|All vacancies for Identified Positions are advertised in the Aboriginal and Torres Strait Islander press.|
|Current recruitment practices are reviewed to ensure compliance with the APSC Employment Strategy objectives and employment targets.||May 2017|
|Work with the Department of the Prime Minister and Cabinet to explore opportunities to source staff in remote areas through the Community Development Program.||March 2017||PSB and ECB|
|Promote opportunities to support the Indigenous business sector to drive improvements in Indigenous economic development and employment.||AEC staff are informed of the requirements under the Commonwealth Indigenous Procurement Policy and the APS-wide commitment to a procurement target for goods and services from Aboriginal and Torres Strait Islander businesses.||November 2016||Commercial, Law and Procurement Section|
|AEC staff comply with procurement policies and procedures to implement the Commonwealth Indigenous Procurement Policy’s aim of strengthening AEC engagement with the Aboriginal and Torres Strait Islander business sector.|
|Supply Nation is utilised by AEC staff to provide Aboriginal and Torres Strait Islander businesses with an opportunity to respond to quote or tender requests.|
|Develop at least one commercial relationship with an Aboriginal and/or Torres Strait Islander owned business.||January 2018||IEPP|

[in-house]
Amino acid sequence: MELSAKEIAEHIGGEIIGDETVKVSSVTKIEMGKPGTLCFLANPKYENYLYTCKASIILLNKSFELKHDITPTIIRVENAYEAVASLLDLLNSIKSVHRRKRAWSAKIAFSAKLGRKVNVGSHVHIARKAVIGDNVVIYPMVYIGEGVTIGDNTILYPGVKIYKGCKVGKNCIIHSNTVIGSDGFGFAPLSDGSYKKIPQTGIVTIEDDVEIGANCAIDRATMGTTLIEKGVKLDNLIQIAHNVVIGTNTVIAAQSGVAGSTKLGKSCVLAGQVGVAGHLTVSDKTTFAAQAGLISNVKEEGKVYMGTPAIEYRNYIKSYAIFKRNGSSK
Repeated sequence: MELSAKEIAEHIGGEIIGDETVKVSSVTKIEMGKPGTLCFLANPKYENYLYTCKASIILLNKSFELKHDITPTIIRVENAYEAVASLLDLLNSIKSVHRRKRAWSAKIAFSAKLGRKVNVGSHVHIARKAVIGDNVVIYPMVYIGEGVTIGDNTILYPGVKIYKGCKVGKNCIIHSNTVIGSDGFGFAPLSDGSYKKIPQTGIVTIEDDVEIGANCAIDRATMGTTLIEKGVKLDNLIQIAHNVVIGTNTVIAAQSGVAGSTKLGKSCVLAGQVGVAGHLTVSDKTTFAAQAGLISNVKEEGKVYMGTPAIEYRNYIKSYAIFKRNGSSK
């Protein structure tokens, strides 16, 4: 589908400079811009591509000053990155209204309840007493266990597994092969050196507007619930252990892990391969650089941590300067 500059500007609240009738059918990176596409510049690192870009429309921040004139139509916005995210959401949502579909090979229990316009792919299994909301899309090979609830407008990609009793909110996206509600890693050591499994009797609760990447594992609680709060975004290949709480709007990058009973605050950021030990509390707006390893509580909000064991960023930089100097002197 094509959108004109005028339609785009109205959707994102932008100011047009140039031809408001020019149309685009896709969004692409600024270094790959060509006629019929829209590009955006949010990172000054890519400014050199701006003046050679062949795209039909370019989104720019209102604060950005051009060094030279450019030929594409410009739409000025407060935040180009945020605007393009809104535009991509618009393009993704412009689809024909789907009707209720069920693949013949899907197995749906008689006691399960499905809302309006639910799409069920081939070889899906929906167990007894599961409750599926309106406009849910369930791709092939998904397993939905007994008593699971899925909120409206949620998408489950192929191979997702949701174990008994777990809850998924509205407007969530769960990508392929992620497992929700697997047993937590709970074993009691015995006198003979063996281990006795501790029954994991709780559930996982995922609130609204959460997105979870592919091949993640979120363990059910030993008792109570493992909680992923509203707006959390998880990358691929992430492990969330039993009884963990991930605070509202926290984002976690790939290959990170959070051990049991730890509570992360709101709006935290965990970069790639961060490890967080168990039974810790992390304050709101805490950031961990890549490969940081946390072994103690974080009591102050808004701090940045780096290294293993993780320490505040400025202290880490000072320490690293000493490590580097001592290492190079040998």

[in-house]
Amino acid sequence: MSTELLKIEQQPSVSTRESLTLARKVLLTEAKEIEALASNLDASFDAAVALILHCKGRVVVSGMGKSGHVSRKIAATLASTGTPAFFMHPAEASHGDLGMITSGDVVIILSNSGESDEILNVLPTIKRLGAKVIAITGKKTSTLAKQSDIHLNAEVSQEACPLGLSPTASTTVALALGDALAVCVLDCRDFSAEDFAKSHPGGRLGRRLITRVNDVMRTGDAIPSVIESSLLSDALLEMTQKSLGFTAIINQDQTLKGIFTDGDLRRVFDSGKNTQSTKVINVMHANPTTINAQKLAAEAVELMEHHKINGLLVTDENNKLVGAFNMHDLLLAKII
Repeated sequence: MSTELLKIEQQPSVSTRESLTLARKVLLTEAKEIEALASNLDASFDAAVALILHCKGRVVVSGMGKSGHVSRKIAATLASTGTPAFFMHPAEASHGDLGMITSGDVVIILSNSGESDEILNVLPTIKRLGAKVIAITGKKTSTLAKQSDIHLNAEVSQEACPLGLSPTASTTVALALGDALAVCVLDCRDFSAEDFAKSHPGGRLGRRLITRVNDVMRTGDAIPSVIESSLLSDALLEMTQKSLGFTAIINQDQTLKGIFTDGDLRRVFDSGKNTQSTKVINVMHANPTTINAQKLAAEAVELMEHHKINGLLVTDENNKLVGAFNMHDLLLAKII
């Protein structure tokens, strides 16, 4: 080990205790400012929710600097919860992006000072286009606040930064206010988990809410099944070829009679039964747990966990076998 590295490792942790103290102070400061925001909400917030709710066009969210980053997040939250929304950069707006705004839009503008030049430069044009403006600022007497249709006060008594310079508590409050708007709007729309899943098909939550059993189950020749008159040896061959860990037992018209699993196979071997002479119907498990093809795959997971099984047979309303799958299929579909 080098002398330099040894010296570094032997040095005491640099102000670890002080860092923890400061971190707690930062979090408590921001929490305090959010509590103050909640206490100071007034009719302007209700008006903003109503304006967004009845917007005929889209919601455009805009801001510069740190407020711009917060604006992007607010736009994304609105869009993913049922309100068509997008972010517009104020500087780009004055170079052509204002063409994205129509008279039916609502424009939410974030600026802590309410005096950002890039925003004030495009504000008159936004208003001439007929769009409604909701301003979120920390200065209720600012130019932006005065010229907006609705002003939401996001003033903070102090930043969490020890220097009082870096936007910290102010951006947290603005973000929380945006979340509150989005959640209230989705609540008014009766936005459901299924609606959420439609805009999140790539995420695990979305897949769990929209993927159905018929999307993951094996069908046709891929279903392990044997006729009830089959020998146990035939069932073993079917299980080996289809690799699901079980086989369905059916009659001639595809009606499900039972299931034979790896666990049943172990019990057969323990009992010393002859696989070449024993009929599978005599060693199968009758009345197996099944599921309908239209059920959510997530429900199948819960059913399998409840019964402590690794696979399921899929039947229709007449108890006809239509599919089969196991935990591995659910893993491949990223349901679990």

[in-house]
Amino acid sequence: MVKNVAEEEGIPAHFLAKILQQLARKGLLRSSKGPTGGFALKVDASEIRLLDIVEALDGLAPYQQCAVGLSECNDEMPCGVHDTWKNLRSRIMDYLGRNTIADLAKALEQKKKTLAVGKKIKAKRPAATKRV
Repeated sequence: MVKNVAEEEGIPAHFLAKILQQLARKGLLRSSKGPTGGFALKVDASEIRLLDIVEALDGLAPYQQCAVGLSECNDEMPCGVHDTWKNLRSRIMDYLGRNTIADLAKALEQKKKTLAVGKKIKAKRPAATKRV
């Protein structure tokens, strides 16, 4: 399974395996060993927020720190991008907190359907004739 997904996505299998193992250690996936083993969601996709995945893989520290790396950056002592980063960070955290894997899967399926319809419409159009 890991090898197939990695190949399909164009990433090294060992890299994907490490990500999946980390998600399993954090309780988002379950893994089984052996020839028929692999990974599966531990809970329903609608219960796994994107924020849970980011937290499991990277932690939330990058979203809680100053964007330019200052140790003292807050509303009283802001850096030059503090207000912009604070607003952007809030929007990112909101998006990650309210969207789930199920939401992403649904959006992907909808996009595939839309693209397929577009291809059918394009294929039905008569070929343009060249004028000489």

|Support the capability and career development of AEC Aboriginal and Torres Strait Islander staff in achieving their career goals.||Mobility and collaborative partnerships are established with other government agencies to enable AEC Aboriginal and Torres Strait Islander staff to develop their skills in both the AEC and in other APS agencies.||January 2018||PSB in consultation with RWG|
|An Aboriginal and Torres Strait Islander Staff Wellness Network is established to support Aboriginal and Torres Strait Islander staff.||March 2017|
|Report RAP achievements, challenges and learnings to Reconciliation Australia.||The RAP Impact Measurement Questionnaire is submitted to Reconciliation Australia.||30 September annually||PSB|
|Investigate participating in the RAP Barometer.||March 2017|
|Publish progress reports on implementation of RAP actions.||Progress report on implementation of RAP actions published in the AEC’s Annual Report and on the Reconciliation Australia website.||October annually||PSB|
|Provide regular progress reports to ELT on progress to implement the RAP.||Report to ELT on progress in meeting the deliverables outlined in the RAP.||April and September annually||RWG, PSB|
|Review, refresh and update RAP.||The RAP is reviewed, refreshed and updated, based on learnings, challenges and achievements, in consultation with Reconciliation Australia.
Refreshed RAP is published on-line.
|June 2018||RWG, PSB|
Indigenous Artist, Dreamtime Creative
Ngarrindjeri young man who combines intimate knowledge of Aboriginal communities and illustration skills to develop outstanding Indigenous artwork which is applied to a range of print and online communications.
The artwork is a powerful rendition of what goes around comes around, represented by the spiral within the square confines of what can and can’t be controlled. The AEC, represented by the inner spiral, is reaching out to Indigenous communities to have their say on matters which are important to themselves, their families, their communities and their future. By working side-by-side with First Nations people, the AEC are circling around Indigenous communities in this nation to gather and sweep up an informed and inclusive way forward.